For such a low expectation film, Freaky Friday 2003 is surprisingly enjoyable. It is a different film to the 1977 original. Freaky Friday 1977 was much more zany, a product of the 1970s Disney era of wacky screwball comedies. On the other hand, Freaky Friday 2003 feels like the same story has been constructed along the lines of one of the mid-1980s Baby Boomer bodyswap comedies such as Like Father, Like Son (1987) and Vice Versa (1988), where the focus is less on slapstick as it is on character-driven comedy and a crossover arc where a starchy mid-40s parent ends up swapping places with a slightly troubled teenager. Most noticeably in the 1977 film, though Barbara Harris and Jodie Fosters mother and daughter argued, Fosters character was a good girl whose conflicts with her mother never strayed beyond the close confines of Disneys appeal to conservative family values. By contrast, Lindsay Lohans Annabel here is much more rebellious, argumentative and cynically disaffected she is a member of the navel-piercing and grunge garage band generation. Moreover, the film questions the mothers values and concludes they are in need of loosening up, something that never entered into the realm of thinking in the 1977 film. The 2003 version even goes to the mildly indecent extent of having the teenage boyfriend Chad Michael Murray attracted to the mother instead of the daughter.
Freaky Friday 2003 lacks the out-and-out zaniness of its predecessor and is a lot more low-key and realistic. Nevertheless, it still gets a good degree of amiable mileage out of the playoff of the two characters. Jamie Lee Curtis ended up receiving a surprise Golden Globe nomination for her part. Jamie Lee has always seemed a very intellectual performer someone who radiates a sober intelligence rather than comes across as a performer of the heart. She hasnt been seen on screen in a big way since James Camerons True Lies (1994) and probably did her own career no amount of damage since taking an admirable public stance in refusing to bow to pressure to hold the body beautiful. It is good to see her back on screen. She has a lot of fun in the role, swooning over teenage boys, wowing audiences on a tv chat show and dealing out advice to her mothers patients.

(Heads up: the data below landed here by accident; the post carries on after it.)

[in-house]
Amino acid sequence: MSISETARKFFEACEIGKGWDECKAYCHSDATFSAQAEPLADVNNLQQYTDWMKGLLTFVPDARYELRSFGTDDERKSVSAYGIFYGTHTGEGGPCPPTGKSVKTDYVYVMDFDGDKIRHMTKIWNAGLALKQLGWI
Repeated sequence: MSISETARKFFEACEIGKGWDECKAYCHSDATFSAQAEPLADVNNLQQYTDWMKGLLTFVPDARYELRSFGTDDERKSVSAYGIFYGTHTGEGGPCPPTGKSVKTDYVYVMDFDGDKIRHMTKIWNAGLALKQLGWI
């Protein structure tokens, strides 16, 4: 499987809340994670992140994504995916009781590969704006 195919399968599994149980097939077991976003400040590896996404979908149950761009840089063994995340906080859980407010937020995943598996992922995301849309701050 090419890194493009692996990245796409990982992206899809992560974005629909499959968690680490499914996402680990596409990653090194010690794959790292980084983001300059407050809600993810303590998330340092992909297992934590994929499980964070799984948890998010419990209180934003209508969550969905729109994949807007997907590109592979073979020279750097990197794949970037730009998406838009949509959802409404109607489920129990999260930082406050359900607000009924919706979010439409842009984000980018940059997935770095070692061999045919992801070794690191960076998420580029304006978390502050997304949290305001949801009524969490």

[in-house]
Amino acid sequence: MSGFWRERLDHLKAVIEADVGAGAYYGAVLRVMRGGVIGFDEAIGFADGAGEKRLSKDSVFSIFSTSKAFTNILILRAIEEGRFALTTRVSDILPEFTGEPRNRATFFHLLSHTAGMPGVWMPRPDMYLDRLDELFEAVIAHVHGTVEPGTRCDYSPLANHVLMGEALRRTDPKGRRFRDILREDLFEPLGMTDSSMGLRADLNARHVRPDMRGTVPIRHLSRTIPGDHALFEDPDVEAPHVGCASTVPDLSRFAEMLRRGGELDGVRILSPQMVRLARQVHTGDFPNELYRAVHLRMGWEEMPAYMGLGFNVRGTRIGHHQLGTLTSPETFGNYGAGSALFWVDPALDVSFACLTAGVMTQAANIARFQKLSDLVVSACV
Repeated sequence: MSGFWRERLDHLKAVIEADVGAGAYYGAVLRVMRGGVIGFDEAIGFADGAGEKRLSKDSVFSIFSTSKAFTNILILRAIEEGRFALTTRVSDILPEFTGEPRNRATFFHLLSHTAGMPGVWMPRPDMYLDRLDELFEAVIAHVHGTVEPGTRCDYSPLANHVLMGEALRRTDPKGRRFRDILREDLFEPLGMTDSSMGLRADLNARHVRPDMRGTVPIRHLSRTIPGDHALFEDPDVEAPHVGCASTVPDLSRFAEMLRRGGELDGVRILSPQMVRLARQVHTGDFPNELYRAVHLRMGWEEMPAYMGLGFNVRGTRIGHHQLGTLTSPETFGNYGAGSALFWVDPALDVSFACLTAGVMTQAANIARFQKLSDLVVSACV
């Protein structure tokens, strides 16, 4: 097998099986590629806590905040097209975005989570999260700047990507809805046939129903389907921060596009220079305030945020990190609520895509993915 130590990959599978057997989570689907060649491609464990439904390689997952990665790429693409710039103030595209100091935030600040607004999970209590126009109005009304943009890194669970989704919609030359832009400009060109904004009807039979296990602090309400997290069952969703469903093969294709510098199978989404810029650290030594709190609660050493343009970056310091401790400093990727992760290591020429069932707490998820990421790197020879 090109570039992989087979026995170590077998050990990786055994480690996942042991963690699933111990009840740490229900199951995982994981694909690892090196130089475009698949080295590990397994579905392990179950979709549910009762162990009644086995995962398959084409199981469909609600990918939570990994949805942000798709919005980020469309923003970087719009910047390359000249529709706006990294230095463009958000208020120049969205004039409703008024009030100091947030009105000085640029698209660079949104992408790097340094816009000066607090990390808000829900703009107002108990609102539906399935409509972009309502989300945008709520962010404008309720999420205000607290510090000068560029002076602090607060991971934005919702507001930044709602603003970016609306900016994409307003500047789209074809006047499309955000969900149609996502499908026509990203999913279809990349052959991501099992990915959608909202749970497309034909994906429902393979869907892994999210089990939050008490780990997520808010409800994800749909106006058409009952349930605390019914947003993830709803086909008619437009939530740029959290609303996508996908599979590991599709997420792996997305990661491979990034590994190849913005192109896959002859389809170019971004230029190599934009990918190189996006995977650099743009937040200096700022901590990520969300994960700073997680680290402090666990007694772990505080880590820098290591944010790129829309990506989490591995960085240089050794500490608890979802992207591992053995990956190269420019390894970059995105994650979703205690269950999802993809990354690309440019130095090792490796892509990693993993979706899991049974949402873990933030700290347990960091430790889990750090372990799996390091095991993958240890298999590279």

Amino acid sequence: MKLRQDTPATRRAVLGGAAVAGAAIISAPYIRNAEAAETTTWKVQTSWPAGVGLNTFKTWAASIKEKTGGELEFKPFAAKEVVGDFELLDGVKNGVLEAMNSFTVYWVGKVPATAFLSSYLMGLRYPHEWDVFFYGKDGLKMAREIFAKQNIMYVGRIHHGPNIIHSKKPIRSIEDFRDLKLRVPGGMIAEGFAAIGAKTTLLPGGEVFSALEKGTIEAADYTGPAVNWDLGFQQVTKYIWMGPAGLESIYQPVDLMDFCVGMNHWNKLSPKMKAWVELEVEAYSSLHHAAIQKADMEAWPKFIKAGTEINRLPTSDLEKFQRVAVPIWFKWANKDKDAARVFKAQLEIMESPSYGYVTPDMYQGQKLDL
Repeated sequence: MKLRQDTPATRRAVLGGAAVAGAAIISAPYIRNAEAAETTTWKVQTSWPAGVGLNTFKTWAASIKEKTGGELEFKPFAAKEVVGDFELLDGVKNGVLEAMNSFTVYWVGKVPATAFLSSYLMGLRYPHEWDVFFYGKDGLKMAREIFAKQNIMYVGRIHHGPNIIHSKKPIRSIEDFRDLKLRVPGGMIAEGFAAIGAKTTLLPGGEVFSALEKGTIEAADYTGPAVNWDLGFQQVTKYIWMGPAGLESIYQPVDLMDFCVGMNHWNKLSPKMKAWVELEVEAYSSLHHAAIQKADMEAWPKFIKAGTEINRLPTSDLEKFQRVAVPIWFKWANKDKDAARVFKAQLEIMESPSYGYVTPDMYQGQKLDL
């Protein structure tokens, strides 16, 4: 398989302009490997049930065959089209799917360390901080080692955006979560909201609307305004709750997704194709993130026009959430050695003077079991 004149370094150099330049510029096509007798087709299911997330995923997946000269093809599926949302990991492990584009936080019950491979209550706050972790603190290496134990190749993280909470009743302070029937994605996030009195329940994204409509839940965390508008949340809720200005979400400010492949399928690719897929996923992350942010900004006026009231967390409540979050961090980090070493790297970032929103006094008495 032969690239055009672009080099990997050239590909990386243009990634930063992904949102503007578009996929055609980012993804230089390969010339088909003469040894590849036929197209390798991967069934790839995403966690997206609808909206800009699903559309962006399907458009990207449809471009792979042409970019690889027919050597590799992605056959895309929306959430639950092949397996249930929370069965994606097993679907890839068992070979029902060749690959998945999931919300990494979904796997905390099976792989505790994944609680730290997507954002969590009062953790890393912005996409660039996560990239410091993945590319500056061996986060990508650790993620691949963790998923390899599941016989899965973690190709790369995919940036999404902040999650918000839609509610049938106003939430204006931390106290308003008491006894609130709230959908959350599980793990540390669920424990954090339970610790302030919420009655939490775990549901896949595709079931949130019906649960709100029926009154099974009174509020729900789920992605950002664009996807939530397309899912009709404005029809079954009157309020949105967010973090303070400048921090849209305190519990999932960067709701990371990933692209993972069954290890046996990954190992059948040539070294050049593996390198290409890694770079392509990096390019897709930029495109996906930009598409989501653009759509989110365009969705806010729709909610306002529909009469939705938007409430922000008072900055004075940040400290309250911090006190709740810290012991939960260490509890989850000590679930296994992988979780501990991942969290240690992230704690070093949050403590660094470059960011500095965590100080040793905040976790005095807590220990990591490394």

Neglected at the awards, but deservous in every way in fact one actually suspects giving a better performance than Jamie Lee Curtis herself is a seventeen year-old Lindsay Lohan. Lohan does an excellent job of making the switch between cynically disaffected teen and the conservatively assured mother. She delineates the two roles with a command of the body language that is amazingly confident and talented for someone of such young age. Indeed, both actresses have done an excellent job of combining to swap mannerisms for the two parts. Lohan should have won awards attention just as much as Jamie Lee Curtis did. [Mindedly, this was written sometime before Lindsay Lohan became a bad tabloid headline and essentially pissed her career down the toilet with drug, alcohol and partying problems and where she could still be seen as a promising talent on the rise]. All others in the cast perform well, although the black mark against Freaky Friday should be the bad racial caricatures of the Chinese mother and daughter Lucille Soong and Rosalind Chao.
Director Mark Waters has also made light mainstream comedies such as The House of Yes (1997), Head Over Heels (2001) and subsequently went onto Mean Girls (2004), Mr. Poppers Penguins (2011) and Bad Santa 2 (2016). He returned to genre material with the supernatural romantic comedy Just Like Heaven (2005), the goblin fantasy The Spiderwick Chronicles (2008), the romantic comedy Ghosts of Girlfriends Past (2009) and Vampire Academy (2014).
(Nominee for Best Actress (Jamie Lee Curtis) and Best Actress (Lindsay Lohan) at this sites Best of 2003 Awards).